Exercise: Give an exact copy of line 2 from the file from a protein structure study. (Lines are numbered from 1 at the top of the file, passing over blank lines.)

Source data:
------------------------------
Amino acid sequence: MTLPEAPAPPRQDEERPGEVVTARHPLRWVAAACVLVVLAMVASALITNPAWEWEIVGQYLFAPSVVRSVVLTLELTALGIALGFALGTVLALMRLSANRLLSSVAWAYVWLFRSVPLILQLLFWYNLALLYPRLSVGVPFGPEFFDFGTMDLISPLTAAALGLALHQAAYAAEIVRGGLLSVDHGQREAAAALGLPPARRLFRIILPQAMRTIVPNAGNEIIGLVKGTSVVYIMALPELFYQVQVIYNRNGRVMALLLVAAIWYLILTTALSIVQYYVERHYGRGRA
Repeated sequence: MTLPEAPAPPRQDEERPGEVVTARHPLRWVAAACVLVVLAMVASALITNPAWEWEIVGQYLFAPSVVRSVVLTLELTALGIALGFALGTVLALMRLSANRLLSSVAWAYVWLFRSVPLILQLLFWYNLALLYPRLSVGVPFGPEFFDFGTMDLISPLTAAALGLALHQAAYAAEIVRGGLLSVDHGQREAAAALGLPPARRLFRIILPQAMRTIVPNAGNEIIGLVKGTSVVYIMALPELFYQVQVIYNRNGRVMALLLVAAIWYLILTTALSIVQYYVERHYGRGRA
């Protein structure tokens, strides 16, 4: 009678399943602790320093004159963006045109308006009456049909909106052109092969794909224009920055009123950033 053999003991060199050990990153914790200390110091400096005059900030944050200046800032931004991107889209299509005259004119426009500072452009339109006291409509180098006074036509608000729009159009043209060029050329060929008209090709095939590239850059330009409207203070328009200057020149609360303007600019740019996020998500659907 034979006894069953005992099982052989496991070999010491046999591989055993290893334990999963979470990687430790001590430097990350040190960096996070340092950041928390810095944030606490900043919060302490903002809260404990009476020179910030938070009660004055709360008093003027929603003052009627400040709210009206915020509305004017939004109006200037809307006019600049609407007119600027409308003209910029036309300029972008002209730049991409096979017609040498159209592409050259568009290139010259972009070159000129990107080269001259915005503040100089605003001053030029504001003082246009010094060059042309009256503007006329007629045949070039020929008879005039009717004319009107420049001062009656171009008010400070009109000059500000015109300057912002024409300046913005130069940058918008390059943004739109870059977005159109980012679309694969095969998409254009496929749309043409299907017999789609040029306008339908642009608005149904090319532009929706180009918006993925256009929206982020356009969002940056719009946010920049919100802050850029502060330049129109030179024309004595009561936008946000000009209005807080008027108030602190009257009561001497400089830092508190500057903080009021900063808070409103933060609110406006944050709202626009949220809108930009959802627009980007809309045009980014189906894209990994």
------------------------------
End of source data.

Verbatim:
Repeated sequence: MTLPEAPAPPRQDEERPGEVVTARHPLRWVAAACVLVVLAMVASALITNPAWEWEIVGQYLFAPSVVRSVVLTLELTALGIALGFALGTVLALMRLSANRLLSSVAWAYVWLFRSVPLILQLLFWYNLALLYPRLSVGVPFGPEFFDFGTMDLISPLTAAALGLALHQAAYAAEIVRGGLLSVDHGQREAAAALGLPPARRLFRIILPQAMRTIVPNAGNEIIGLVKGTSVVYIMALPELFYQVQVIYNRNGRVMALLLVAAIWYLILTTALSIVQYYVERHYGRGRA